One of Ottawa's first internet service providers is still in business, offering dial-up service in a broadband world to 4,000 customers.

National Capital FreeNet, a not-for-profit that started in the mid-1990s, says many people use dial-up because they can't get high-speed where they live, only use the web for basic email, or can't afford a faster service.

NCF member Gary Dear is on a fixed income.

"Dial-up is slower than molasses compared to what most people are used to," he said, laughing.

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National Capital FreeNet executive director, Ross Kouhi, right, says many people choose dial-up internet because they can't afford high-speed. (CBC)

But Dear, who lives in a subsidized apartment, said it's dial-up or nothing. NCF's service costs $5 a month.

"It means an opportunity to connect with life and the world around me," he said.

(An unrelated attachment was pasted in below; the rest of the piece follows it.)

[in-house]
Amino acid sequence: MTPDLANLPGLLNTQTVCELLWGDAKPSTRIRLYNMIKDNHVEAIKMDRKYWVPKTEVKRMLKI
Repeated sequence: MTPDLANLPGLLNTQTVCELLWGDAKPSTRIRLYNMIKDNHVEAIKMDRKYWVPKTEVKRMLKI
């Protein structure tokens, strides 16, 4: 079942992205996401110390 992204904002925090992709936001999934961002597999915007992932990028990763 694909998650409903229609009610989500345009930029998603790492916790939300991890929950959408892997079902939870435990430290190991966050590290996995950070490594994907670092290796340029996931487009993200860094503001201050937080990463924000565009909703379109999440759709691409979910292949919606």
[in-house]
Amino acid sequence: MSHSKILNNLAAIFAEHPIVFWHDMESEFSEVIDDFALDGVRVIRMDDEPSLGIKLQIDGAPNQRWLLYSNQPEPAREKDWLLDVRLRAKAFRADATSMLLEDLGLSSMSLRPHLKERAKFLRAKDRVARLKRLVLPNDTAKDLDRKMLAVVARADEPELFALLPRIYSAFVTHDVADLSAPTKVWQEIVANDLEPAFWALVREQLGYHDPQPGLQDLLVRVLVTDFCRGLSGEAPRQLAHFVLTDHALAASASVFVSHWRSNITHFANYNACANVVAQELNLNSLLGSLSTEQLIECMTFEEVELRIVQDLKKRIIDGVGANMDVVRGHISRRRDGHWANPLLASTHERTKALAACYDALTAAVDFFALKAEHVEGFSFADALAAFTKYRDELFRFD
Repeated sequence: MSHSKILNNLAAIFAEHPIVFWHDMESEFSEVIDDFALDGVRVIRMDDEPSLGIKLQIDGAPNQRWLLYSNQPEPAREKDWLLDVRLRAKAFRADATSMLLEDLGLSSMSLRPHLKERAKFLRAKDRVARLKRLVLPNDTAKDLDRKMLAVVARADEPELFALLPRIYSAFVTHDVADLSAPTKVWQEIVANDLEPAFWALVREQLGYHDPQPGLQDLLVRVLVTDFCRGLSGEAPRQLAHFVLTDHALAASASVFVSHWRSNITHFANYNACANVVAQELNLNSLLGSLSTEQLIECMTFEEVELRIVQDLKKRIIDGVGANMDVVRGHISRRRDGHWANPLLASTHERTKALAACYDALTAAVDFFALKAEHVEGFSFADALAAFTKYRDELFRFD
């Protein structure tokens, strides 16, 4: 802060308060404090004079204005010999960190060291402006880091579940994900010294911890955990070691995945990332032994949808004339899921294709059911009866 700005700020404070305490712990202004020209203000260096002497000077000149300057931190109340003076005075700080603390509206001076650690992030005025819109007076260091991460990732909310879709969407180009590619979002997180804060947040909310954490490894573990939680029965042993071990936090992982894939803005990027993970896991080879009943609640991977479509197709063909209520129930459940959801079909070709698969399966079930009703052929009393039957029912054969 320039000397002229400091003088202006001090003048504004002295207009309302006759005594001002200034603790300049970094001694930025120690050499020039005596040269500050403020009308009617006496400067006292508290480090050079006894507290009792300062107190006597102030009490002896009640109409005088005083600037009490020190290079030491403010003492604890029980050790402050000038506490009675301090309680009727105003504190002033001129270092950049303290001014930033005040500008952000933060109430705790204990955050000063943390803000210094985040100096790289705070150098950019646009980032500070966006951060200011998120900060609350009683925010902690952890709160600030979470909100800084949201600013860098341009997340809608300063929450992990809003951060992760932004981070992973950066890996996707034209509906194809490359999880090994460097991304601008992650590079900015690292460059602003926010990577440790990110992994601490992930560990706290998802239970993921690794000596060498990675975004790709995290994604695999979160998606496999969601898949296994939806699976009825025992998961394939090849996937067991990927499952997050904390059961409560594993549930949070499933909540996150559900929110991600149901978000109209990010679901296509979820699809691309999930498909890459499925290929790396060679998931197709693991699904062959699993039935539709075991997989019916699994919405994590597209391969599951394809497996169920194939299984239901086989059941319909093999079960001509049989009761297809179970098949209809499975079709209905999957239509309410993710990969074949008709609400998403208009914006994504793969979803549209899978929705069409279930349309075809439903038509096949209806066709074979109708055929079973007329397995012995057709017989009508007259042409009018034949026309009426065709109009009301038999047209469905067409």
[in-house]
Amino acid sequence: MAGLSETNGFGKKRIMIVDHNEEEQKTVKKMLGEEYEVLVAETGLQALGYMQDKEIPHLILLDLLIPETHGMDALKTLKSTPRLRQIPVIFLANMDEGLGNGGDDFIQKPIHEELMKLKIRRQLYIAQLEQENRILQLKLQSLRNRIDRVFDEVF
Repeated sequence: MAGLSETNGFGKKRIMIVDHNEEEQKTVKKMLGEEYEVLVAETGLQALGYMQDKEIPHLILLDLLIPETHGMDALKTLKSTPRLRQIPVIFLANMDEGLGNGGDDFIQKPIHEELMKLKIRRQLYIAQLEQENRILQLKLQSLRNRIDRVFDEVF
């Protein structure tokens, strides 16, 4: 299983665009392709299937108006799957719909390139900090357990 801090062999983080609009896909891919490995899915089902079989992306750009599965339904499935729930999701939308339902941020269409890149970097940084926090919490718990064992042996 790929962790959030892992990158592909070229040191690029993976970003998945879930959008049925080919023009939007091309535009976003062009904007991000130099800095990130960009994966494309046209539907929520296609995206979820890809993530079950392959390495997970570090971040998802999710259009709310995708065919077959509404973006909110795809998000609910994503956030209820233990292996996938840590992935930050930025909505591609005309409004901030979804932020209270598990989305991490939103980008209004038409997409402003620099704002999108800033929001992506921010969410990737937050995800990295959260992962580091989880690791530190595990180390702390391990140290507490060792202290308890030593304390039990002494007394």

NCF's executive director, Ross Kouhi, says their small number of staff and volunteers also offer high-speed internet, at close to market prices, to subsidize the dial-up clients. 

"The customers that have high-speed tell us they kind of get that warm, fuzzy feeling knowing that we're a member of the community," Kouhi said.

NCF rents the high-speed infrastructure from Bell.

"We're certainly worried that a punitive pricing model, if Bell were to come out with one, could put us out of business pretty quickly," he said.

But Kouhi feels NCF's future looks bright, having just completed a successful fundraising campaign.

In 2010, four per cent of Canadians used dial-up, compared to 79 per cent who used broadband. The rest had no internet connection in their homes.